Another important piece of this is the decision-making on which hedges will be most effective in certain situations. It’s not the job of the accountant to determine that, but they may be asked to track results and make recommendations. This adds to the complexity of the process. Take this into account when discussing financial management strategies.   

3 types of hedge accounting

The concept of hedge fund accounting can be applied in several different scenarios. The common denominator in each of them is to reduce volatility. Investors understand that because they live with market fluctuations every day. Business owners also deal with price changes, shifting currency values, and inflation. Here are some examples:

Cash flow hedge

Maintaining steady cash flow instills confidence in investors and raises the credit rating of a business. This is not easy to do when revenue is unpredictable, so businesses often hedge cash flow by setting up forward contracts with customers and suppliers. This locks in pricing and allows the accountant to count the contract as an asset on the balance sheet.

Fair value hedge

An example of a fair value hedge is swapping a fixed interest rate investment for a variable one when interest rates increase, while at the same time converting any variable rate debt payouts to a fixed rate. Unlike a cash flow hedge, which mitigates the risk of a variable asset, fair value hedges prevent you from taking losses on fixed-rate investments.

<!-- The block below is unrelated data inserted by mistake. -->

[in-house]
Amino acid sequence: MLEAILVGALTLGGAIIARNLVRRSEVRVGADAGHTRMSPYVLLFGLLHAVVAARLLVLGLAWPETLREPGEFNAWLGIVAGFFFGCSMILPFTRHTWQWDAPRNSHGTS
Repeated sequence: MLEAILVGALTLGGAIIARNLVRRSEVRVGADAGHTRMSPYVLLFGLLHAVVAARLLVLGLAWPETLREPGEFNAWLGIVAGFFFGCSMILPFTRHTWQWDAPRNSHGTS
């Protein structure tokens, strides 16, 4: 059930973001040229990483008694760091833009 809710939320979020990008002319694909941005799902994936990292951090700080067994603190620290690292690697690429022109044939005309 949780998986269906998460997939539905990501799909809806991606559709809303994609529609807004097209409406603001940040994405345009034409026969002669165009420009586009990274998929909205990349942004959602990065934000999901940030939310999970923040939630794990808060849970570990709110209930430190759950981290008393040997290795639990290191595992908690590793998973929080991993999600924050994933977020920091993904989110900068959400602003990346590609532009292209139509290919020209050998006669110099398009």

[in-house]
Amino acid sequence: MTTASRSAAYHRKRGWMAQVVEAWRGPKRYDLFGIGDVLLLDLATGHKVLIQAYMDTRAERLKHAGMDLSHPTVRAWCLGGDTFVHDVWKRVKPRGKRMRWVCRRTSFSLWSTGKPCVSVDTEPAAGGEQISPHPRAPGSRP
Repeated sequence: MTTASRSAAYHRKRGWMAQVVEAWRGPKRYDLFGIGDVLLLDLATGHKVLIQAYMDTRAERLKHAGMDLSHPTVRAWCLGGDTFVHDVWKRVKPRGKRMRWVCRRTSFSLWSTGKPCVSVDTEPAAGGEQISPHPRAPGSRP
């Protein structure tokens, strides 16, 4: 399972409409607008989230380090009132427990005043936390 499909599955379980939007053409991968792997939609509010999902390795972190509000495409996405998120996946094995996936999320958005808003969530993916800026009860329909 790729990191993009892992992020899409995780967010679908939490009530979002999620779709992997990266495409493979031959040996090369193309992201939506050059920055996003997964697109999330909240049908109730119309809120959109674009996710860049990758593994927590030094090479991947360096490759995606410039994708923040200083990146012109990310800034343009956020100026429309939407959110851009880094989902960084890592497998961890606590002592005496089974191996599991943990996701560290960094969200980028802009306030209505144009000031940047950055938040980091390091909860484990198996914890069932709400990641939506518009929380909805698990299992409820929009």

Net investment hedge

A net investment hedge is a cash flow hedge specific to foreign currency. The hedging instrument can be a derivative, like a futures contract, or a non-derivative, such as the purchase of foreign currency-denominated debt. Accountants should research this type of hedge thoroughly before applying it. Certain actions are not allowed under GAAP rules. 

Pros and cons of hedge accounting

Hedge accounting is a proven way to minimize the volatility on your balance sheet and track investments and derivatives. With that said, this doesn’t mean it’s the right fit for your company. There are certainly advantages to using it, but there are also some drawbacks. Before discussing its implementation at your business, review the following pros and cons.

Pros of hedge accounting:

  • Reduces volatility in financial statements: This is the primary reason most companies choose to adopt hedge accounting. The system is designed to limit the number of entries on an income statement, eliminating the ebbs and flows of volatility that can cause discomfort with investors when charted. This is reflected on the balance sheet.
  • Mitigates risk: The practice of hedging, once implemented, can mitigate risk in several categories. Those include investments, cash flows, debt and investment interest, and foreign currency exchanges. This becomes increasingly more important as companies grow and expand internationally. Minimizing risk increases profitability. 

Cons of hedge accounting:

  • Can be complex and time-consuming: There are a lot of moving parts in a hedge accounting system, and not all of them are the responsibility of your accounting department. The general ledger, income statement, and balance sheet are all affected by this system, so getting it right is crucial.